BLU-RAY REVIEW: The Fighter
Mark Wahlberg and Christian Bale make this award winner one not to miss...
For a great selection of film, comic and TV action figures and collectibles, check out BigBadToyStore.com, BriansToys.com, ToyWiz.com, PastGenerationToys.com, Urban-Collector.com, ToyDorks.com, MonkeyDepot.com, HobbyLinkJapan.com, and Sekaido.com.
To insure your action figure collection, get in touch with our sponsor Collectibles Insurance.
The difference between a good sports film and a great sports film is fairly simple: does the film evoke realistic emotions all of us have felt or could feel and, if so, in what way can I relate to the characters? After all, not all of us have won a Super Bowl, World Series, or title fight; but most of us have felt the thrill of victory and the agony of defeat. And, at different levels, each of us have felt most of the emotions most of the sports films out there exemplify. Be it that rush of adrenaline before a big play, that scare following a pulled muscle, or those marvelous endorphins that keep you running, rushing and fighting, if a film can't put you in the character's shoes, it's hard to relate.
That said, The Fighter hits home in more ways than one. Based on a true story that's gritty and raw, The Fighter features plenty of drama, romance and action. All that combined with brilliant performances (two of which won Academy Awards) and you've got yourself one heck of a movie. So why didn't I enjoy this sports film? Probably because more than anything, The Fighter isn't about sports or even boxing; it's about drugs and what they can do to you, no matter who you are and what you've done.
This marvelous yet depressing film follows the lives of two boxers and half brothers Micky Ward (Wahlberg) and Dicky Eklund (Bale in his Academy Award winning performance). The pair grew up, live and train in Lowell, Massachusetts, a small community which sees the elder, Dicky, the local hero following his fight against Sugar Ray Leonard.
However, the years following the fight haven't been kind to Dicky; he's an addict and lives through his brother, Micky, who continues to fight to support family and his abusive manager/mother Alice (Melissa Leo in her Academy Award winning performance). Without a plan and fighting men bigger and better, Micky soon meets Charlene Fleming (Amy Adams in her Academy Award nominated performance), a local waitress who helps him realize his potential. Soon, we watch the rise of Micky and the decent of Dicky, wondering how the pair can share parentage and knowing the pair will have to again meet.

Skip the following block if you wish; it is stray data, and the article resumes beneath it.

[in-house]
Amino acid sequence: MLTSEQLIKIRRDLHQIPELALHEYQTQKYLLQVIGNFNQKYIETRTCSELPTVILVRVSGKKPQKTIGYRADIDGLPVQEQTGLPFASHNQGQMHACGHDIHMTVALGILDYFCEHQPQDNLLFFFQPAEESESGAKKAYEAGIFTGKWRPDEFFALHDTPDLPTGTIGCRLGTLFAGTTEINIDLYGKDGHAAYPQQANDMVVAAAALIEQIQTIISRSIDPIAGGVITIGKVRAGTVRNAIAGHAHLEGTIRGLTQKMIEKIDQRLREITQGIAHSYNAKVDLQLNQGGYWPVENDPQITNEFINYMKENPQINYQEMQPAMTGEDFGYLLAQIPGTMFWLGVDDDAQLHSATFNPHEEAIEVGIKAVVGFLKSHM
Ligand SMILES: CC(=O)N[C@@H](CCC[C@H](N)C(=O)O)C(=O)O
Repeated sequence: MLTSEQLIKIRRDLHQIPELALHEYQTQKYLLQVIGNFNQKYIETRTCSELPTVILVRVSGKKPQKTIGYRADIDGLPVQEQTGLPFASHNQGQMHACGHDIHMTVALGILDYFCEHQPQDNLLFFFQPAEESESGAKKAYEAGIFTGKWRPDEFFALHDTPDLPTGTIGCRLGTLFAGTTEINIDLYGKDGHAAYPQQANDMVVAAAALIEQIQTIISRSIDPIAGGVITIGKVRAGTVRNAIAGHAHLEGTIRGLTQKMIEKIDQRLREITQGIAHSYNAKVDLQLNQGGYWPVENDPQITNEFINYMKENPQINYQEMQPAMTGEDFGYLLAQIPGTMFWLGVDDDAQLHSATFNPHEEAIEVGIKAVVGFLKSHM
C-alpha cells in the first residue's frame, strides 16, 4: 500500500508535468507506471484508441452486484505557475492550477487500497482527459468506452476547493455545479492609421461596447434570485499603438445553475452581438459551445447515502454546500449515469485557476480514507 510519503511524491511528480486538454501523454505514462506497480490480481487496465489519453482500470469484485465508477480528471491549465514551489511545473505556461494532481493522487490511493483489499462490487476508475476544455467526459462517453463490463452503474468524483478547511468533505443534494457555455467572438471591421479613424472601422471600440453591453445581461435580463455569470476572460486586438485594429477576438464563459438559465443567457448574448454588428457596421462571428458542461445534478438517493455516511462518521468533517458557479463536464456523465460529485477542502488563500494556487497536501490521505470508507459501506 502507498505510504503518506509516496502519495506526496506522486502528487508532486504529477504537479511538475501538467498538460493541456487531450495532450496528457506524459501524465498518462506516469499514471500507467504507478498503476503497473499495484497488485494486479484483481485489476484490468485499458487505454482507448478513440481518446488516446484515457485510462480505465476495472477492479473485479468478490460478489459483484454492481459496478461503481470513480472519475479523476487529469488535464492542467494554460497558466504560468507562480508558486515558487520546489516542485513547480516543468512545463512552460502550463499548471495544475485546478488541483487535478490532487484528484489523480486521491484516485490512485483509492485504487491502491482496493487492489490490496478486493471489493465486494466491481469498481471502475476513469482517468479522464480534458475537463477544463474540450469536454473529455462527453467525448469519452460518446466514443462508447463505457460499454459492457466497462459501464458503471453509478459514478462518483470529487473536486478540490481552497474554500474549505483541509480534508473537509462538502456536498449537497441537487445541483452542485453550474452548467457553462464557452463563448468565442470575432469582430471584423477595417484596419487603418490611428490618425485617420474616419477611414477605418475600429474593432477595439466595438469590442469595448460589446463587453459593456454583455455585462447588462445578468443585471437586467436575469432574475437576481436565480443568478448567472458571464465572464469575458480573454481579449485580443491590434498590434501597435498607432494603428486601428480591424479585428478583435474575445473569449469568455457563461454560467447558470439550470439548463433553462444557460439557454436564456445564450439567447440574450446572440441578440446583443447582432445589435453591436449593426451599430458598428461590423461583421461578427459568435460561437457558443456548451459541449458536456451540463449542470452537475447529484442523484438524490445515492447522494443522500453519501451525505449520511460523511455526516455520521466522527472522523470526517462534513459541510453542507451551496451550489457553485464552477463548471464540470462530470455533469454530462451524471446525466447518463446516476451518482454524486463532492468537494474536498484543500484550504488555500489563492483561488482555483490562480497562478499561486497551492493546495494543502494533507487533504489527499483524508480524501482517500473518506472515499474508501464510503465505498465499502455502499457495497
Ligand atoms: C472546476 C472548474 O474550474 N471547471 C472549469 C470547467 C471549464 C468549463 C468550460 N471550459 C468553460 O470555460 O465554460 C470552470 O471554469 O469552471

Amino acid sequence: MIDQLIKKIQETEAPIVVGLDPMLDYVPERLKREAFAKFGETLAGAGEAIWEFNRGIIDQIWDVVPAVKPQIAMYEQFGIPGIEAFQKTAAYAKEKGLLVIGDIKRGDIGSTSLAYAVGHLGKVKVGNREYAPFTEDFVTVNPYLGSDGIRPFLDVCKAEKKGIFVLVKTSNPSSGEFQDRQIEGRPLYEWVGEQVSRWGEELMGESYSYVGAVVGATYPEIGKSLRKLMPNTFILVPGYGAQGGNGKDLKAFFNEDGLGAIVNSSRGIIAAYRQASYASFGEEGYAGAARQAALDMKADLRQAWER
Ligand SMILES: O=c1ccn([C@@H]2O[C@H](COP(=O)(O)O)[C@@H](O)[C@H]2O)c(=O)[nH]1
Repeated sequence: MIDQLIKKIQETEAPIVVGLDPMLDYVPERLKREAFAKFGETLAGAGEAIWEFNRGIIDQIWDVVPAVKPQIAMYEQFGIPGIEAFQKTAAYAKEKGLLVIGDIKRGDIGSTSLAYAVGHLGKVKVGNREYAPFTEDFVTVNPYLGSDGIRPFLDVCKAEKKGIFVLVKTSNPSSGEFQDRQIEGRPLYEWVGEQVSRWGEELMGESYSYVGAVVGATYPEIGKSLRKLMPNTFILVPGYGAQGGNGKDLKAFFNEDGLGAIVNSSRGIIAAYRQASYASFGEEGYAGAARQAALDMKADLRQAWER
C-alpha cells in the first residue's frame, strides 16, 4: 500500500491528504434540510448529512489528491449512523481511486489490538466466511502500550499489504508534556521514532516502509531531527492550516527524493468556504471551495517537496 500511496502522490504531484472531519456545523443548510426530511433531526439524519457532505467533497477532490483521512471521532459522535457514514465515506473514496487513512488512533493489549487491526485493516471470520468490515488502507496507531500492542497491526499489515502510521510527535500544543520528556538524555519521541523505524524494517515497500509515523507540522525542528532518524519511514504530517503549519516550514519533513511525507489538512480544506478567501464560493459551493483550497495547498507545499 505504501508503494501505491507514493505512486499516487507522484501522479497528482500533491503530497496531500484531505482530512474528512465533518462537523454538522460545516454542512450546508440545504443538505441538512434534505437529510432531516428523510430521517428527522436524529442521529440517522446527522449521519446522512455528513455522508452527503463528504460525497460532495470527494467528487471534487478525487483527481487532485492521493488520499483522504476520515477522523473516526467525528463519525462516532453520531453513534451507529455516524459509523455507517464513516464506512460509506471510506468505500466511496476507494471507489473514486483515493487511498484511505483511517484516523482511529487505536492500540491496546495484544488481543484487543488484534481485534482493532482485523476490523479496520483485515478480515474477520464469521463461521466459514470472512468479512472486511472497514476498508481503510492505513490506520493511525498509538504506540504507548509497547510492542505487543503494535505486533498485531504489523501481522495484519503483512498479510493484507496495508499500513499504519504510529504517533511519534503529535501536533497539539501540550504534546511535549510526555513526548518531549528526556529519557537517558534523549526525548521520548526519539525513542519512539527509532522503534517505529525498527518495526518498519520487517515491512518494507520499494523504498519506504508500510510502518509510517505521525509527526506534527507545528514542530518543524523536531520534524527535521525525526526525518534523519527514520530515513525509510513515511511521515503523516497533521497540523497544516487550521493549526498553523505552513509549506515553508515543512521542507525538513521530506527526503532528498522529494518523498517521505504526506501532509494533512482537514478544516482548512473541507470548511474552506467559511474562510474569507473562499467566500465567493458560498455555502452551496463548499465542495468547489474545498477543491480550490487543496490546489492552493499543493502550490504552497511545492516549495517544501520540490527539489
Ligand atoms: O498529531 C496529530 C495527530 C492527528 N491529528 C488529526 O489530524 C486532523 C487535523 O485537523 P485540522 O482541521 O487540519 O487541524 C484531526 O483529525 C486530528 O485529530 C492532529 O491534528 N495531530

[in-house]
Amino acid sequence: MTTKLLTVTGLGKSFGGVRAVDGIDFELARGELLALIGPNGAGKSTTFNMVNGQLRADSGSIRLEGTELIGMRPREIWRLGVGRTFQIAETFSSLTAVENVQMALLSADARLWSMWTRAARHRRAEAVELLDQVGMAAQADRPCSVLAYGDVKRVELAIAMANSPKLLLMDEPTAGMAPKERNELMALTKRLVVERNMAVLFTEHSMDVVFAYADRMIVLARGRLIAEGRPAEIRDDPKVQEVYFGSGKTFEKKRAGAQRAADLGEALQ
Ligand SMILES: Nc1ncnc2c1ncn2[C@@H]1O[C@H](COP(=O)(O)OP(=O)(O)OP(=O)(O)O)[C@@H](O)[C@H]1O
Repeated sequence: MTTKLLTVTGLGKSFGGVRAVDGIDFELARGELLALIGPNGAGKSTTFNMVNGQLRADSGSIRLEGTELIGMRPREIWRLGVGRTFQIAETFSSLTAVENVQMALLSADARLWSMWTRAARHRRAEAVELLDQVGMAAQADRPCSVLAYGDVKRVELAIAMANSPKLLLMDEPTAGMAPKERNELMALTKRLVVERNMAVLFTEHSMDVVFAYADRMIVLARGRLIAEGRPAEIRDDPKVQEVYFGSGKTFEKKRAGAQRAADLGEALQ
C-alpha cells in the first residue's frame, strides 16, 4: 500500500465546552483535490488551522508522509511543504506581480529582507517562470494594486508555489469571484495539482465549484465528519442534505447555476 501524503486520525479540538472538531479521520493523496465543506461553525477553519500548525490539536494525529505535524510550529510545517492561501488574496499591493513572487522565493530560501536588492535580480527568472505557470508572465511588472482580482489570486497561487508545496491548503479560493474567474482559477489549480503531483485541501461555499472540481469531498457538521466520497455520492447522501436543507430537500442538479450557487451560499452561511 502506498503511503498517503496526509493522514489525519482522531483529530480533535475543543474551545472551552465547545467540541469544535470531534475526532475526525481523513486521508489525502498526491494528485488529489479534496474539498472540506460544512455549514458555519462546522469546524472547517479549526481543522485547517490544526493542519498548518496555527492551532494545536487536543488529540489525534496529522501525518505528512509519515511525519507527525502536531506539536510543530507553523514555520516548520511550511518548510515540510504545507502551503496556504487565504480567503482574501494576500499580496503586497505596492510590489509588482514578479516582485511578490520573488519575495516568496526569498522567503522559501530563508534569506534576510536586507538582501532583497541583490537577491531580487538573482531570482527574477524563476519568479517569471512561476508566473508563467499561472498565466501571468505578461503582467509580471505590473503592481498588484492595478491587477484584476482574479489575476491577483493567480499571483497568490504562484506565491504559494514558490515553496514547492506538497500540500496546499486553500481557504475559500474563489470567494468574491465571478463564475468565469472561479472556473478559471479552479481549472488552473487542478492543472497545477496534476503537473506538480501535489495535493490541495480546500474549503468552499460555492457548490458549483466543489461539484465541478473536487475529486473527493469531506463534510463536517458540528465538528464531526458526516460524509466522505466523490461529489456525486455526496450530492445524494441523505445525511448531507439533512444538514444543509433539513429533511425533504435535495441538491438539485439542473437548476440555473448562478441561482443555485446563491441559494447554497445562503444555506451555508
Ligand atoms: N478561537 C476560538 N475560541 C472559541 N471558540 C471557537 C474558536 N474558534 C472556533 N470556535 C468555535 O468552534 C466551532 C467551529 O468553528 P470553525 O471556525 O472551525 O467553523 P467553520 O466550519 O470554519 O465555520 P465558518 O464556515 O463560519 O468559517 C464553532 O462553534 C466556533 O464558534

Again, more a character drama than a sports piece, The Fighter delivers an intriguing story of success, failure, victory, defeat and the redemptive qualities each and every one of us has...if only we're brave enough to put them to work. Thanks to a solid script by Scott Silver and Paul Tamasy, quality direction by David O. Russell, and outstanding performances by the entire cast, The Fighter is a film not to be missed.
The blu-ray features a gorgeous video transfer in 1080p with plenty of detail and tight, crisp lines. The colors - whether they're the bright lights of Las Vegas or the dark earth-tones of Lowell - shine. Likewise, the DTS-HD MA 5.1 lossless soundtrack delivers both clear dialogue and soundtrack. Both background sounds , the yelling crowd, the barroom brawl, as well as the straight-forward dialogue clearly projects from all relevant speakers.
For those looking for even more in-depth info, The Fighter features a number of special features worth a look, including an audio commentary with director David O. Russell reveals the development of the film, how the story was adapted from the real story, the cast’s performances, and more.
For those who would rather watch the more typical “Behind the Scenes” type documentary, there’s The Warrior’s Code: Filming The Fighter, which clocks in at 30 minutes and features cast and crew interviews, info on Wahlberg’s training, and both real-life brothers Micky Ward and Dicky Eklund. A final 8 minute “Keeping the Faith” short features both the real-life Ward and Eklund family discussing their family’s boxing pastime.
Other special features include deleted scenes with optional director commentary and the film’s theatrical trailer. While maybe not as many special features as some films, there’s plenty of high quality extras to enjoy.
Again, The Fighter isn’t about sports or even boxing, it’s about the struggle to overcome obstacles. It’s this “fight” that each of us have experience, that each of us can relate to and understand. Likewise, it’s this “fighter” in each of us that will either rise to the challenge or trip, fall and – with the right attitude – stand back up, get back in the ring, and continue the fight.
The Fighter is rated R for language throughout, drug content, some violence and sexuality and is available now wherever fine home video is sold.
- Jess C. Horsley